Albeit SHA-1 is still widely used, cryptanalysts in 2005 were able to find vulnerabilities on this algorithm that detrimentally compromised its security. These vulnerabilities came in the form of an algorithm that speedily finds collisions with different inputs, meaning that two distinct inputs map to the same digest ^{[4]}.
As of 2010, many organizations have recommended its replacement by SHA-2 or SHA-3. Companies like Microsoft, Google, or Mozilla have announced that their browsers will stop accepting SHA-1 encryption certificates by 2017 ^{[5]}.
SHA-2
Due to the exposed vulnerabilities of SHA-1, cryptographers modified the algorithm to produce SHA-2, which consists of not one but two hash functions known as SHA-256 and SHA-512, using 32- and 64-bit words, respectively. There are additional truncated versions of these hash functions, known as SHA-224, SHA-384, SHA-512/224, and SHA-512/256, which can be used for either part of the algorithm.
SHA-1 and SHA-2 differ in several ways; mainly, SHA-2 produces 224- or 256-sized digests, whereas SHA-1 produces a 160-bit digest; SHA-2 can also have block sizes that contain 1024 bits, or 512 bits, like SHA-1.
Brute force attacks on SHA-2 are not as effective as they are against SHA-1. A brute force search for finding a message that corresponds to a given digest of length \(L\) using brute force would require \(2^L\) evaluations, which makes SHA-2 a lot safer against these kinds of attacks.
Common Attacks
Cryptography wouldn’t be as quickly developed if it weren’t for the attacks that compromise their effectiveness. One of the most common attacks is known as the primeage attack, where pre-computed tables of solutions are used in a brute-force manner in order to crack passwords. The solution against these kinds of attacks is to compose a hash function that would take an attacker an exorbitant amount of resources, such as millions of dollars or decades of work, to find a message corresponding to a given hash value.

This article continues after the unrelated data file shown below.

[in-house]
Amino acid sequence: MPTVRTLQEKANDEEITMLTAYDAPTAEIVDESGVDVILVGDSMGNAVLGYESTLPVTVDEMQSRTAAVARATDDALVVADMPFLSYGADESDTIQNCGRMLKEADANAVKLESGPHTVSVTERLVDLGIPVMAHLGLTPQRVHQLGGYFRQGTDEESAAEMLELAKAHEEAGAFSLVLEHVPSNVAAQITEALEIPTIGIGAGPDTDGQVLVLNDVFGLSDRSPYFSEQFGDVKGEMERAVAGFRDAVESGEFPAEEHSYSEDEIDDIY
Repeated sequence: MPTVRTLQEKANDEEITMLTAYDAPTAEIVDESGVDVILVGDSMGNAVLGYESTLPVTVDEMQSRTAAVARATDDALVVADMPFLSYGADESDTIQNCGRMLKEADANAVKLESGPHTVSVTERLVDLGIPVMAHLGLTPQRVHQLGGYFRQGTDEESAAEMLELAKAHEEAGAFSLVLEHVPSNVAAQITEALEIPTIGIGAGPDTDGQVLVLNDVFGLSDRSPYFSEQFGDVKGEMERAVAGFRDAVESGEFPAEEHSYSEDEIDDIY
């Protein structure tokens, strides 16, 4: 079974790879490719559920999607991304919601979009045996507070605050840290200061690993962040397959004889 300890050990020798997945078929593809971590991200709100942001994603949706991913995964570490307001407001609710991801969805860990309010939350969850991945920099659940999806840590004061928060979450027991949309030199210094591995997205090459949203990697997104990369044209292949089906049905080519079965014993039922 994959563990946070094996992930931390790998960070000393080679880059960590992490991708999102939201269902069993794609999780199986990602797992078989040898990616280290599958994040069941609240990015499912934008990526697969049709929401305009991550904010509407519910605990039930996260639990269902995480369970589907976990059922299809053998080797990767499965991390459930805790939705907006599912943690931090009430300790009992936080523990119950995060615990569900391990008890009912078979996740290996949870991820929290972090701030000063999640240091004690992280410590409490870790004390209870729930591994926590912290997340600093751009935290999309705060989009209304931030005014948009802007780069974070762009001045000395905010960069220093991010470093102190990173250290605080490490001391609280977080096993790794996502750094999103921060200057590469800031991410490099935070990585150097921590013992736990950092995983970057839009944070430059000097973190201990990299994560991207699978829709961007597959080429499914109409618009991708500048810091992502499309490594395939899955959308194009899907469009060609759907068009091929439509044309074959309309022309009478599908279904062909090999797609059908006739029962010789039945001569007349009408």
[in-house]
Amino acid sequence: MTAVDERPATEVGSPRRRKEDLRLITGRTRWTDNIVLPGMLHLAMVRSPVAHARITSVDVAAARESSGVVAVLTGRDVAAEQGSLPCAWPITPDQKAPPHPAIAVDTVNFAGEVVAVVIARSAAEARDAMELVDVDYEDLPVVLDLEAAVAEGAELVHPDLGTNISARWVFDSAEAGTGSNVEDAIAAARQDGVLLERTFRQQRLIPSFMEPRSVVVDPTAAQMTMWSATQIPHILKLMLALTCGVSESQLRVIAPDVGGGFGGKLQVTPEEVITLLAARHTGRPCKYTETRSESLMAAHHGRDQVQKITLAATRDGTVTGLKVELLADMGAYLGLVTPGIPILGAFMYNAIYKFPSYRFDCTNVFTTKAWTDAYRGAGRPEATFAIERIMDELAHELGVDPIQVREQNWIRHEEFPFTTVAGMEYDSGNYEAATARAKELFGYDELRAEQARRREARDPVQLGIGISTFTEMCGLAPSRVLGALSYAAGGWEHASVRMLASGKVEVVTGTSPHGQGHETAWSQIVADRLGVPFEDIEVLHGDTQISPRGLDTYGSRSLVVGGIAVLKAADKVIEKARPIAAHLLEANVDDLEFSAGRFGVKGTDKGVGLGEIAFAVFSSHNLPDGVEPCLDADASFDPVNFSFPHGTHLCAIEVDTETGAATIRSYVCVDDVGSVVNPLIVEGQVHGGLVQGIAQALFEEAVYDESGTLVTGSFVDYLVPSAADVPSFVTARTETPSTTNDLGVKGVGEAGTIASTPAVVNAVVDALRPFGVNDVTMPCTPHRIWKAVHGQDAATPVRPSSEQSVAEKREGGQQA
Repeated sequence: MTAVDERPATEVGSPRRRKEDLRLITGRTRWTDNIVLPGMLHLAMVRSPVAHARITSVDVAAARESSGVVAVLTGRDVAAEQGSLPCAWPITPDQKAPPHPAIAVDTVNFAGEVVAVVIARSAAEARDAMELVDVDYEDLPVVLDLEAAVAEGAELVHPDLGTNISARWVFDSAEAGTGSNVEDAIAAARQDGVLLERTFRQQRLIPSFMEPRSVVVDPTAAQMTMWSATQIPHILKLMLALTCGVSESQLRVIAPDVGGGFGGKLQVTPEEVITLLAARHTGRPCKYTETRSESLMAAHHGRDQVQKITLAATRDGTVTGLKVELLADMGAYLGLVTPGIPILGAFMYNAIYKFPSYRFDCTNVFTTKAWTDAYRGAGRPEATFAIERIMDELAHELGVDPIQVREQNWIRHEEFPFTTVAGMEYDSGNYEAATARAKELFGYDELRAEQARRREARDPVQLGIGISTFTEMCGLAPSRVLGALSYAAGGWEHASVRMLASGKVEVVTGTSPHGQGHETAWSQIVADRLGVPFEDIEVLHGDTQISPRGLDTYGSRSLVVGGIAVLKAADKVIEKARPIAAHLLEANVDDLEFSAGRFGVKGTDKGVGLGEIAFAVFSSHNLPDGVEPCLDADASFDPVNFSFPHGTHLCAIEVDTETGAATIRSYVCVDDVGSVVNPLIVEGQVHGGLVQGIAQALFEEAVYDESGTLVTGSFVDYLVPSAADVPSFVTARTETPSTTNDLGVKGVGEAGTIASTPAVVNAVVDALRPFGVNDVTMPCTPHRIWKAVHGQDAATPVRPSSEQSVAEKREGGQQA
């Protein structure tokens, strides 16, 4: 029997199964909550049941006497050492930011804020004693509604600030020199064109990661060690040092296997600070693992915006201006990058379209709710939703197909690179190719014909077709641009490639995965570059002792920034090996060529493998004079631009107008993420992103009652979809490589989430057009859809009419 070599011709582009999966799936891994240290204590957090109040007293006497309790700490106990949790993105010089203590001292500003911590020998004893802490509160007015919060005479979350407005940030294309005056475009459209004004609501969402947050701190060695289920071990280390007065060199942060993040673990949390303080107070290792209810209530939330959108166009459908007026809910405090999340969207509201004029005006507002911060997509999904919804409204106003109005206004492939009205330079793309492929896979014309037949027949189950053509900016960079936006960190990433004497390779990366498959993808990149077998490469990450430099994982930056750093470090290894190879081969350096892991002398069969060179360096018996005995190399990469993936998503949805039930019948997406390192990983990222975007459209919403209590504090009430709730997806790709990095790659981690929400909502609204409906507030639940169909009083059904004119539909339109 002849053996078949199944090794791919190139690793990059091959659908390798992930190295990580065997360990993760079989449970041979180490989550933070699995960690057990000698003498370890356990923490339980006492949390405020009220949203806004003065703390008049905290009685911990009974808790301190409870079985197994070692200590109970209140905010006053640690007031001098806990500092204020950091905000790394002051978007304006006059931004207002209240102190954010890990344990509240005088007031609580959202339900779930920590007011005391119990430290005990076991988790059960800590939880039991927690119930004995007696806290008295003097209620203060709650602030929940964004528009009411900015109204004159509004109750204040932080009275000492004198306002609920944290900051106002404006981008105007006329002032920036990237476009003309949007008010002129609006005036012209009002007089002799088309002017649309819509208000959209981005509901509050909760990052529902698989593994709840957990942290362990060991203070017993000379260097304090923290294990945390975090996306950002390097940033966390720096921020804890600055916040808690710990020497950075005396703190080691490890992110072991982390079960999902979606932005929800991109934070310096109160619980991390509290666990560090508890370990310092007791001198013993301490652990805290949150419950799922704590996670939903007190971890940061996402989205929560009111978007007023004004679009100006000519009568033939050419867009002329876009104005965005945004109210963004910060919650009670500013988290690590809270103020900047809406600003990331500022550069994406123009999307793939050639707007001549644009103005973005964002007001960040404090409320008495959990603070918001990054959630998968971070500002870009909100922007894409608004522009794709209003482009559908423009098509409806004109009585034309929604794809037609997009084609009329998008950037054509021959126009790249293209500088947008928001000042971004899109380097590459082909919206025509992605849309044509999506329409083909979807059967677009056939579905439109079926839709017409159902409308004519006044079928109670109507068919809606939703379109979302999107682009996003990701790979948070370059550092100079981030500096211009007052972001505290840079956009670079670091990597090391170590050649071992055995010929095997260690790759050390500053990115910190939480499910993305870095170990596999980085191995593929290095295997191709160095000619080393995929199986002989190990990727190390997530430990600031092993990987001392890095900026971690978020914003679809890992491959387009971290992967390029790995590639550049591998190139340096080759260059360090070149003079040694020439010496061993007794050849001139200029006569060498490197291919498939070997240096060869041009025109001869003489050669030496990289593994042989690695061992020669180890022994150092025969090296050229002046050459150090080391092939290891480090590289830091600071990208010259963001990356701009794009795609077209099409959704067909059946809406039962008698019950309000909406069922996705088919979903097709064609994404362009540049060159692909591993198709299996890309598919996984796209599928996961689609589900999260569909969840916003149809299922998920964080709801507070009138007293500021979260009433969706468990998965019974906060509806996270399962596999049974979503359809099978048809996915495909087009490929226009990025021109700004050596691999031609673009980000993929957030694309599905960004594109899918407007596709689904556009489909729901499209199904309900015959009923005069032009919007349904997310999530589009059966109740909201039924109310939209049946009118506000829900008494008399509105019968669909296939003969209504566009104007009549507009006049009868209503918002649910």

Most attacks penetrating SHA-1 are collision attacks, where a non-sensical message produces the same hash value as the original message. Generally, this takes time proportional to \(2^{n/2}\) to complete, where \(n\) is the length of the message. This is the reason the message digests have increased in length from 160-bit digests in SHA-1 to 224- or 256-bit digests in SHA-2 ^{[6]}.
Other attacks exist that attempt to exploit mathematical properties in order to crack hash functions. Amongst these is the birthday attack, where higher likelihood of collisions are found when using random attacks with a fixed number of letter combinations (see the pigeonhole principle), or the rainbow table attack, where a pre-computed hash table is used to reverse a hash function in order to crack passwords.
References
- media, w. Hash Function. Retrieved June 25, 2016, from https://upload.wikimedia.org/wikipedia/commons/thumb/d/da/Hash_function.svg/2000px-Hash_function.svg.png
- Khovanova, T. One-way Functions. Retrieved June 27th, 2016, from http://blog.tanyakhovanova.com/2010/11/one-way-functions/
- Systems, C. US Secure Hash Algorithm 1 (SHA1). Retrieved September 2001, from https://www.ipa.go.jp/security/rfc/RFC3174EN.html
- Schneier, B. Cryptanalysis of SHA-1. Retrieved June 25th, 2016, from https://www.schneier.com/blog/archives/2005/02/cryptanalysis_o.html
- Forum, G. Intent to Deprecate: SHA-1 Certificates. Retrieved June 25th, 2016, from https://groups.google.com/a/chromium.org/forum/#!topic/blink-dev/2-R4XziFc7A%5B101-125%5D
- Morton, B. Why we Need to Move to SHA-2. Retrieved January 2014, from https://casecurity.org/2014/01/30/why-we-need-to-move-to-sha-2/